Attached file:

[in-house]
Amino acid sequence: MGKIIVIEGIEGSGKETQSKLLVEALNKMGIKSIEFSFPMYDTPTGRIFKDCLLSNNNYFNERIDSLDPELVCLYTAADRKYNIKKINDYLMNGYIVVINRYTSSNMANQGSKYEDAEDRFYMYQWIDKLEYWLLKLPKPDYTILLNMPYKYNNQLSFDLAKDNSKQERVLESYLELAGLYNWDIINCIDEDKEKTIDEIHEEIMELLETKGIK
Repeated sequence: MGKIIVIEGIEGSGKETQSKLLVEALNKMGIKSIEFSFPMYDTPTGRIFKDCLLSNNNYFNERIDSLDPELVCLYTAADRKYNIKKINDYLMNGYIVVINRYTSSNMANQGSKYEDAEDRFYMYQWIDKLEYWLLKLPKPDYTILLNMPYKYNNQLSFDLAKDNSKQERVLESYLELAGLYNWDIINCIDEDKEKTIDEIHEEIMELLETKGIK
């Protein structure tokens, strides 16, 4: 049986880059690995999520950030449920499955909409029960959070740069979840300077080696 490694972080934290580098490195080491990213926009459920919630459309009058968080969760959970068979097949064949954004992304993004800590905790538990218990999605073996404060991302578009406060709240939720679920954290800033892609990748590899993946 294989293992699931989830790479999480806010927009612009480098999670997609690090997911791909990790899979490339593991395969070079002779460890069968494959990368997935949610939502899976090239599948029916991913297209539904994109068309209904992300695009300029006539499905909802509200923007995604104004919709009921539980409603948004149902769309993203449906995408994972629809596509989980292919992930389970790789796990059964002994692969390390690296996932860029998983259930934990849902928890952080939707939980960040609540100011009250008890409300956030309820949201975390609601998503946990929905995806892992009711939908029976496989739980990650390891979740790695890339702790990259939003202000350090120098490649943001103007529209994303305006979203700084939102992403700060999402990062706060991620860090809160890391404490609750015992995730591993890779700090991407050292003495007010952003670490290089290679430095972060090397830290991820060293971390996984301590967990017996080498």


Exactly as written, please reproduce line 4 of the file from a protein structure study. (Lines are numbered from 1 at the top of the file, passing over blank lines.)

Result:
């Protein structure tokens, strides 16, 4: 049986880059690995999520950030449920499955909409029960959070740069979840300077080696 490694972080934290580098490195080491990213926009459920919630459309009058968080969760959970068979097949064949954004992304993004800590905790538990218990999605073996404060991302578009406060709240939720679920954290800033892609990748590899993946 294989293992699931989830790479999480806010927009612009480098999670997609690090997911791909990790899979490339593991395969070079002779460890069968494959990368997935949610939502899976090239599948029916991913297209539904994109068309209904992300695009300029006539499905909802509200923007995604104004919709009921539980409603948004149902769309993203449906995408994972629809596509989980292919992930389970790789796990059964002994692969390390690296996932860029998983259930934990849902928890952080939707939980960040609540100011009250008890409300956030309820949201975390609601998503946990929905995806892992009711939908029976496989739980990650390891979740790695890339702790990259939003202000350090120098490649943001103007529209994303305006979203700084939102992403700060999402990062706060991620860090809160890391404490609750015992995730591993890779700090991407050292003495007010952003670490290089290679430095972060090397830290991820060293971390996984301590967990017996080498």